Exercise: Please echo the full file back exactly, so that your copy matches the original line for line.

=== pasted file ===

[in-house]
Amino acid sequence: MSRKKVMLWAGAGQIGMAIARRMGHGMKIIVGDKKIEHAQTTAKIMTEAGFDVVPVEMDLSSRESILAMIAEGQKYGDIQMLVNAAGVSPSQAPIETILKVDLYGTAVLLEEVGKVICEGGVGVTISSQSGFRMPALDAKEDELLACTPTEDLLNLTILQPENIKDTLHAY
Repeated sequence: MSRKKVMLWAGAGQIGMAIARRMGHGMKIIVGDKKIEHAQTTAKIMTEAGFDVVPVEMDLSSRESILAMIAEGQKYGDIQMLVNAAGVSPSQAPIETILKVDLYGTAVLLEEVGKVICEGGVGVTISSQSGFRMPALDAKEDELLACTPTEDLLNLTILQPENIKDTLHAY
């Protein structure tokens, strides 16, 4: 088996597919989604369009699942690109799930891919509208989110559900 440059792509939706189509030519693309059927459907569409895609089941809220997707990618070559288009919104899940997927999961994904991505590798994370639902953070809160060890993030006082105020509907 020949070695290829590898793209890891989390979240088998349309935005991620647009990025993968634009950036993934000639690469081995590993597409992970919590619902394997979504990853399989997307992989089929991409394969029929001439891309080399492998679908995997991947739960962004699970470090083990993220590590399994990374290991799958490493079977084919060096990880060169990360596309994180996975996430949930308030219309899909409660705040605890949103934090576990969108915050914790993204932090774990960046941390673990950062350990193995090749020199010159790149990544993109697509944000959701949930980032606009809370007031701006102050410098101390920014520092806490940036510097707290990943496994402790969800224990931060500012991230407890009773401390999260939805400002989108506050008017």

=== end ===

[in-house]
Amino acid sequence: MSRKKVMLWAGAGQIGMAIARRMGHGMKIIVGDKKIEHAQTTAKIMTEAGFDVVPVEMDLSSRESILAMIAEGQKYGDIQMLVNAAGVSPSQAPIETILKVDLYGTAVLLEEVGKVICEGGVGVTISSQSGFRMPALDAKEDELLACTPTEDLLNLTILQPENIKDTLHAY
Repeated sequence: MSRKKVMLWAGAGQIGMAIARRMGHGMKIIVGDKKIEHAQTTAKIMTEAGFDVVPVEMDLSSRESILAMIAEGQKYGDIQMLVNAAGVSPSQAPIETILKVDLYGTAVLLEEVGKVICEGGVGVTISSQSGFRMPALDAKEDELLACTPTEDLLNLTILQPENIKDTLHAY
């Protein structure tokens, strides 16, 4: 088996597919989604369009699942690109799930891919509208989110559900 440059792509939706189509030519693309059927459907569409895609089941809220997707990618070559288009919104899940997927999961994904991505590798994370639902953070809160060890993030006082105020509907 020949070695290829590898793209890891989390979240088998349309935005991620647009990025993968634009950036993934000639690469081995590993597409992970919590619902394997979504990853399989997307992989089929991409394969029929001439891309080399492998679908995997991947739960962004699970470090083990993220590590399994990374290991799958490493079977084919060096990880060169990360596309994180996975996430949930308030219309899909409660705040605890949103934090576990969108915050914790993204932090774990960046941390673990950062350990193995090749020199010159790149990544993109697509944000959701949930980032606009809370007031701006102050410098101390920014520092806490940036510097707290990943496994402790969800224990931060500012991230407890009773401390999260939805400002989108506050008017």